Yesterday, my talented, amazing daughter, Katie, and I celebrated her 27th birthday by trying SUP--stand-up paddle boarding. I'm all about giving her an empowering experience to celebrate her special day rather than buying a trinket that would soon be forgotten. She'd mentioned she wanted to try SUP. I was happy to provide this adventure.
In the past few years, I've arranged several mother-daughter adventures that bond us together. These experiences have made us stronger, more confident women, too. And we always have fun!
One Mother's Day a couple of years ago, I took Katie to an archery range and taught her to shoot a bow. She's become a very good shot.
|On the archery range for Mother's Day|
We've gone hiking in the Columbia River Gorge multiple times.
|Kate hiking in the Columbia River Gorge|
Last summer we rode a zip line at a family reunion.
|Kate ready to ride a zip line last summer.|
Yesterday I was not surprised that Katie was a natural on the stand-up paddling board. With her years of dance experience and the muscles she's developed as a baker for Salt & Straw, she stood up with ease. When I was still summoning the nerve to try standing up, she was already paddling with confidence. That made me smile.
A couple of years ago, I'd tried SUP twice, and it was easy. Then I was strong and balanced easily on the wide board. My dragon boating and kayaking instincts took over. I didn't have any fear. I was the Mighty Woman who reinvented myself at age 50 and went on one fearless adventure after another. Along the way, as I changed and grew, I modeled strength, courage and resilience for my daughter.
But yesterday on the paddle board, it was different. I was different. Although Katie and her boyfriend, Keegan stood up effortlessly and paddled along the lake, I still was kneeling on my board. I had to dig deep within myself to find the courage to stand up.
It was the first time I'd tried SUP since crushing both my wrists 10 months ago. I knew I've lost strength and agility. I was prepared for that. But what I hadn't realized until I climbed onto the board is that I've also lost my Dragon Diva dose of confidence. My fearlessness. Preparing to stand up, I moved from kneeling on the board to crouching with my feet placed so they were perfectly balanced. At that point, the old me would have stood up and started paddling. But I couldn't. Irrational fear gripped me. Instead, I had to give myself my go-to pep talk: "You're a Mighty Woman. You're the woman with the dragon tattoo. You can do this!"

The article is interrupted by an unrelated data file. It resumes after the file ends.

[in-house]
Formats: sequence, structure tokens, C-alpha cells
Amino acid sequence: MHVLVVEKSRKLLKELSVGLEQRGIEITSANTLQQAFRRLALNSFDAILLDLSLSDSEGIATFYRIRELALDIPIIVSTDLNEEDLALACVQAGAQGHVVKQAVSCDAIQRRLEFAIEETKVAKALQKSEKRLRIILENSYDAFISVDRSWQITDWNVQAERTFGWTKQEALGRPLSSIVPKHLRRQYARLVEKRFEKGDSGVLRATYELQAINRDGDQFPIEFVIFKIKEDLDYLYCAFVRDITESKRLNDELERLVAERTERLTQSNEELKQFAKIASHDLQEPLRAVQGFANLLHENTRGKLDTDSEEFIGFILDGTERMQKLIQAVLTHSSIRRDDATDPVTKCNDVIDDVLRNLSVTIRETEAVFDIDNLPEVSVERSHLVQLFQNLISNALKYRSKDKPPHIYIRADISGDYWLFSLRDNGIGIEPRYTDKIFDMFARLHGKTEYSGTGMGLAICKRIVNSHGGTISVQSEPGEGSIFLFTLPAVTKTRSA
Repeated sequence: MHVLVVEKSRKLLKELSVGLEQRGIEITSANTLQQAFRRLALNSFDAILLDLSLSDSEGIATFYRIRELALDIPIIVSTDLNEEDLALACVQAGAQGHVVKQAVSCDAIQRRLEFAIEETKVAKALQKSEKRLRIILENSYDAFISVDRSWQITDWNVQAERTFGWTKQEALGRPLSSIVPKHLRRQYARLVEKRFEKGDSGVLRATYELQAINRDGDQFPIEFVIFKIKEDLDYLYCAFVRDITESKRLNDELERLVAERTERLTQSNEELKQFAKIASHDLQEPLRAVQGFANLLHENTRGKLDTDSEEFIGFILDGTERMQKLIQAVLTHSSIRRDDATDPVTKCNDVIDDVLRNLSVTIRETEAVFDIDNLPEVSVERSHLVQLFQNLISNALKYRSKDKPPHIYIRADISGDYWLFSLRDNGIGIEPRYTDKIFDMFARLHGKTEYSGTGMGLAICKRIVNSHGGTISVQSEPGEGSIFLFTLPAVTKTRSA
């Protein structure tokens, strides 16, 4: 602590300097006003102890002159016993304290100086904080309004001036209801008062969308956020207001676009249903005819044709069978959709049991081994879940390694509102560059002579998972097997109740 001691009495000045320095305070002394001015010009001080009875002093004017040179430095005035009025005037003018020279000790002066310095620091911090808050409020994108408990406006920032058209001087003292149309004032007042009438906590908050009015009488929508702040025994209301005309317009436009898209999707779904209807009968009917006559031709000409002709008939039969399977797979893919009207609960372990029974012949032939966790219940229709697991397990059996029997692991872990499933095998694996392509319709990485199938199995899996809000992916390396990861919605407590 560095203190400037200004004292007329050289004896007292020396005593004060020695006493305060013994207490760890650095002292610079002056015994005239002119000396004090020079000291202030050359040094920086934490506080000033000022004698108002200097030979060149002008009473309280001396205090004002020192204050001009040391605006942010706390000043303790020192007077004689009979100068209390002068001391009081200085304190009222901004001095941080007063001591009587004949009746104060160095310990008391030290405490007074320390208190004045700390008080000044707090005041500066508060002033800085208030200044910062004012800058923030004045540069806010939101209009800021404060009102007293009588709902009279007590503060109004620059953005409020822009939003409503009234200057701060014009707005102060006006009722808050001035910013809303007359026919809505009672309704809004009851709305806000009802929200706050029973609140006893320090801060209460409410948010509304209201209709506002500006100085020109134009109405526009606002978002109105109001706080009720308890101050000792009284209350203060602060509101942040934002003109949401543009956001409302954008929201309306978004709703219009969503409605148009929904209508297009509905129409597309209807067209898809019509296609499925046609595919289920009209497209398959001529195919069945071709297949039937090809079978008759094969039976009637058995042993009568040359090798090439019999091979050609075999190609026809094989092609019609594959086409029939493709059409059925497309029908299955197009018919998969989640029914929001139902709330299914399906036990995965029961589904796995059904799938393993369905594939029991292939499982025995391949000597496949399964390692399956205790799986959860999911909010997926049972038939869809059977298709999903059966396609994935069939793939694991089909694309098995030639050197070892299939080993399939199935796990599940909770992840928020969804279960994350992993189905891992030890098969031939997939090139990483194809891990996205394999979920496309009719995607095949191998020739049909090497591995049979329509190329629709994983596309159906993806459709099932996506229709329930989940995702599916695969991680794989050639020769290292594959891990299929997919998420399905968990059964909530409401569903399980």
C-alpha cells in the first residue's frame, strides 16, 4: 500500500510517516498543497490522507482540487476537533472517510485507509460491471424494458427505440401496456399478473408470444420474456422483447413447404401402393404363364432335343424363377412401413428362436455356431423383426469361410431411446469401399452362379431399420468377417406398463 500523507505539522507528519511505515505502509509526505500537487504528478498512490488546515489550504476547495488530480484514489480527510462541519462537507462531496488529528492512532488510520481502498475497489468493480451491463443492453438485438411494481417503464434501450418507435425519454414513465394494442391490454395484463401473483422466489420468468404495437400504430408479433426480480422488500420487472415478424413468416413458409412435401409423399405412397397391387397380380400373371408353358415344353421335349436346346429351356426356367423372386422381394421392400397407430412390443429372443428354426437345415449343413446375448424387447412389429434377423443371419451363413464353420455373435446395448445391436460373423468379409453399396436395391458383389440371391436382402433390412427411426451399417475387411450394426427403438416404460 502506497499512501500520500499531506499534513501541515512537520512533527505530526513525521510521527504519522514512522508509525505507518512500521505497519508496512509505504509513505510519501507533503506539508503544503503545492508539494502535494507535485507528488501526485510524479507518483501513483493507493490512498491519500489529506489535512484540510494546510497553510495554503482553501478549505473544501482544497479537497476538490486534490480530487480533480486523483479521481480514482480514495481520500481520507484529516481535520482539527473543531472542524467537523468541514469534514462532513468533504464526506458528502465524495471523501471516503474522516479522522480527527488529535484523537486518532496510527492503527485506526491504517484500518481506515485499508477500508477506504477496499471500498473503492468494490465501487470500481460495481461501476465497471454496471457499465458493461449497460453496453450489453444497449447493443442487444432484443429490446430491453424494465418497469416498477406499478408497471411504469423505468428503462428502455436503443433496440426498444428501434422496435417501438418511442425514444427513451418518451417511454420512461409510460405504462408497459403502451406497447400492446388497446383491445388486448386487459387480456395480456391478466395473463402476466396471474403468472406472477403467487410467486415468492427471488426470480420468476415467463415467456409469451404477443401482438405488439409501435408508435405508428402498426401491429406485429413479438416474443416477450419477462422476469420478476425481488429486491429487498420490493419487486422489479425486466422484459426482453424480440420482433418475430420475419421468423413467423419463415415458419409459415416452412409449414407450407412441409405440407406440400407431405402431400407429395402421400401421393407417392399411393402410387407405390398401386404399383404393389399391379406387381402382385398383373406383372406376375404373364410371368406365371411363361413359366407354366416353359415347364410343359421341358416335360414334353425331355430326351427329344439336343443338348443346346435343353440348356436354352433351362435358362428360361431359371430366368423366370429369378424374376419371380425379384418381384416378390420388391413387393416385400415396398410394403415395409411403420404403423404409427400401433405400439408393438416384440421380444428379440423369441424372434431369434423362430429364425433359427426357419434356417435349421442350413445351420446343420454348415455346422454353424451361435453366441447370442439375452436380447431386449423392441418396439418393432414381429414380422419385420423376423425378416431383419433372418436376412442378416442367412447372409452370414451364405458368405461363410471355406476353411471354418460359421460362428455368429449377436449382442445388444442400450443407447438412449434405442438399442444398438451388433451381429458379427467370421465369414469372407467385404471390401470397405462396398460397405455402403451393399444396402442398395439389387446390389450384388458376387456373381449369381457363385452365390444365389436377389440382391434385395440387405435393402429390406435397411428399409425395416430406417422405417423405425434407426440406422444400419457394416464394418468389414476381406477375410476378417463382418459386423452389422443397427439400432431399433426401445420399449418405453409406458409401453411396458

After breathing deeply to calm myself, I tried to stand up, but the board wobbled and I quickly knelt back down. I tried again, and again. At one point, I stood, started paddling, but lost my balance and fell hard on my my hands--and therefore, my wrists. That scared me. I have permanent titanium plates in both wrists. My surgeon said it would take quite a force to damage my wrists again. But falling so hard on my wrists made me even more tentative. When I finally stood up, my legs felt like Jell-o. The paddling part was easy. The balancing part? Not as easy. But I did it!
After I stood up and was paddling, I looked over at my daughter. She'd fallen off her board into the lake. Immediately she climbed back on and stood up again. Just like that! I smiled at my beautiful, courageous daughter, who has climbed some pretty tough mountains the past couple of years. She's a survivor, that daughter of mine. Just like her mama. With the sun shining on the lake, she paddled with a strong stroke--and grinned. Standing on wobbly legs, I paddled strong strokes too. We are Mighty Women, after all.
|Kate and me after stand-up paddle boarding on Lacamas Lake.|
I didn't take any photos of her paddle boarding because
I was busy trying to stand up on my own board.
This weekend I gave my daughter another gift: my purple bike named Joy. I bought the sturdy, fat-tired Schwinn at a neighborhood estate sale years ago. I named my bike Joy because at the time, I hungered for joy in my life. Together, Joy and I explored the neighborhood and the Columbia River waterfront. Riding Joy gave me the courage to face the unhappiness in my life and to reach toward the hope of a joyful future. I've certainly found a joyful life. But I hadn't ridden Joy much in the past couple of years because my life was so full with dragon boating, kayaking, hiking, learning to swing dance and having many other adventures.
Last week when Katie mentioned that she'd like a bike with a basket to ride to the grocery store and around the neighborhood, I replied: "I'll give you Joy!"
"Really? I've always loved Joy!" she beamed.
When we unloaded the bike at Katie's house, I told her: "I am giving you Joy. Remember that Joy now lives in your house. You can ride her around the neighborhood whenever you need a dose of Joy."
Passing the torch of Joy to my daughter felt so right.Now she will be filled with joy and confidence, too--and ready for her next adventure.
|My purple bike named Joy on a ride to the Columbia River.|
|Passing Joy, my purple garage-sale bike, on to my daughter.|